I just use a slide hammer with a blind bearing puller. I have on occasion drilled two or three small holes from the rear so they intersect with the outer rim, then pushed or punched them out. A dab of JB weld seals the holes after if required.

                    Another way is to grind (die grinder) a couple of pockets in the bearing inner race, then expand a split post puller into it. In your case, you can likely get it out by slitting a bolt for an inch with hacksaw, insert into the bearing and drive in a wedge from the back. The expanding threads will grab.
                    Last edited by lakeside53; 09-19-2011, 12:18 AM.


                    • #11
                      If the casting is cast iron then an oxy-acetylene cutting torch will cut the bearing out. If the casting is aluminum, then use a die grinder to cut two or three groves in the bearing, almost to the base metal... then break out with a punch.

                      If you don't have a die grinder, you'll now have a good excuse to get one. They are very handy!

                      Last edited by Mike Burdick; 09-19-2011, 12:35 AM.


                      • #12
                        I had to replace a bearing for a friend not so long ago. It was the gearbox output bearing on an Italian motorcycle and I wanted to avoid splitting the cases. There was of course a shaft through the middle that couldn't be removed.

                        I used one of these..

                        Draper small insert bearing puller (Amazon carry them).

                        Break up the cage, then insert the appropriate size tip (a ball with two flats) and twist to lock.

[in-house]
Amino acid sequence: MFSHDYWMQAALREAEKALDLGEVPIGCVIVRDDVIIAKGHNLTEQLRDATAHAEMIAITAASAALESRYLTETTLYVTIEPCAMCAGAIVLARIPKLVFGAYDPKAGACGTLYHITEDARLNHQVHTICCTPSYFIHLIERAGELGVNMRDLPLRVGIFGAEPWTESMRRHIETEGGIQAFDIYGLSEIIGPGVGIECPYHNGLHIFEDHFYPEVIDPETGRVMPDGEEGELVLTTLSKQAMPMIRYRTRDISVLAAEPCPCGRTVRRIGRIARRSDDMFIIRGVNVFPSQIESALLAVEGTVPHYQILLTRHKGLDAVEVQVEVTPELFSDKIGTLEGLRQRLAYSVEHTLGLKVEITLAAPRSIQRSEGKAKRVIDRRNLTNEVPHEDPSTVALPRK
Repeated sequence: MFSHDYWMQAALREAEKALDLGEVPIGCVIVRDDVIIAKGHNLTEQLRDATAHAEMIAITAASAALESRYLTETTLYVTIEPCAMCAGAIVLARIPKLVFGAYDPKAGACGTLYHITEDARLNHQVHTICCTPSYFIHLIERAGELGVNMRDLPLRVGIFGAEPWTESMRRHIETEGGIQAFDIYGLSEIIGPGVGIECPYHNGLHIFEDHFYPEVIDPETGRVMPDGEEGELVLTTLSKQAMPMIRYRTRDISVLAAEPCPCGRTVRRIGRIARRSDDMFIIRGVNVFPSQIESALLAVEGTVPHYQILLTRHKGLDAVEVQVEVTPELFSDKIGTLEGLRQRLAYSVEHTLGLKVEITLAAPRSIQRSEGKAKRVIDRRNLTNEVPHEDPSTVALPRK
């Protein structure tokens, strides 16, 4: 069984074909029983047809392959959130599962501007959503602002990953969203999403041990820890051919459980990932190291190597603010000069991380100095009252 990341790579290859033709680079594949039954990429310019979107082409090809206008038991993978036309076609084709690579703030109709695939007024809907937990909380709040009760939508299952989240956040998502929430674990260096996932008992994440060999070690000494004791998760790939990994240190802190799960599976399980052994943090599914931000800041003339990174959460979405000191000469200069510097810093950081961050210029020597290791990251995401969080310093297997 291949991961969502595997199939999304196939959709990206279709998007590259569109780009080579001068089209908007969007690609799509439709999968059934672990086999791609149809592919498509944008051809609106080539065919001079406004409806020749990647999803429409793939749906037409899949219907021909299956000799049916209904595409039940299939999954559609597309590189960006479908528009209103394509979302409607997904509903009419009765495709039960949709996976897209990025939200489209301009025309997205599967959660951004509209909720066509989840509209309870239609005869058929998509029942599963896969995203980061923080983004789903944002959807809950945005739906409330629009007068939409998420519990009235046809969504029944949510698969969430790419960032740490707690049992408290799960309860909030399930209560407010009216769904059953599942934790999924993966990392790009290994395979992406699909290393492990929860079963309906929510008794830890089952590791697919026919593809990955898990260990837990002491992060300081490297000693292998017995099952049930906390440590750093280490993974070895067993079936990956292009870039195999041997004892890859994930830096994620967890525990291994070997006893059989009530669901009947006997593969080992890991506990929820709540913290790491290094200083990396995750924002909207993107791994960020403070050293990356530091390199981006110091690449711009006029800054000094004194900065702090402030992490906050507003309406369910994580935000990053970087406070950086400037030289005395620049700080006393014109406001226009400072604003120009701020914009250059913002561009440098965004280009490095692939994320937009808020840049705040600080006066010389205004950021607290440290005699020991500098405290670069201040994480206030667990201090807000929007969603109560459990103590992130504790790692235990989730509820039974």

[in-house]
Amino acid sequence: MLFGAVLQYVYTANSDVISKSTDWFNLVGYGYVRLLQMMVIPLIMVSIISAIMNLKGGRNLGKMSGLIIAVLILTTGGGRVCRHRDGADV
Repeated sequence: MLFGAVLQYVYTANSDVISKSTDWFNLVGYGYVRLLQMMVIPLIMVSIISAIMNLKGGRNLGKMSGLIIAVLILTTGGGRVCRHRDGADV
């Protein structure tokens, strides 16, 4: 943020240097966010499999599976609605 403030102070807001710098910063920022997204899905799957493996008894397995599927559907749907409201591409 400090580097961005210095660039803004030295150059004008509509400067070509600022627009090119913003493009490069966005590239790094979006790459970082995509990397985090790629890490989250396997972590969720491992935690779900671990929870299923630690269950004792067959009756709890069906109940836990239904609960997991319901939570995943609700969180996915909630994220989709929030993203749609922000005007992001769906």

I wound it up as tight as I dared, then left the cases with a hot air gun blowing on them. After about half and hour there was a loud bang as the bearing finally released it's grip.
                        Paul Compton


                        • #13
                          Depending on how tight the bearing is in there you might be able to use a test plug in the inner race and then pound the bearing out. Or similar a round piece of wood the same size as the bearing and then drive a screw down the middle while it is in the bearing which will expand the wood and grab the bearing.



                          • #14
                            Put a rod in from the side with the outer race that just fits in the inner race and level with the inner race. Turn it over and stake the edges of the rod with a punch. Then heat the casting and use a punch to drive out the bearing.
                            Location: The Black Forest in Germany

                            How to become a millionaire: Start out with 10 million and take up machining as a hobby!


                            • #15
                              Like Boomer said remove the cage and balls. Then use your welder (MIG, TIG or stick) to run a bead about 1/4 the ID of the race. The race will fall right out. Works like a charm and won't heat or damage the casting at all - as long as you can weld in a straight line!

                              Tom - Spotsylvania, VA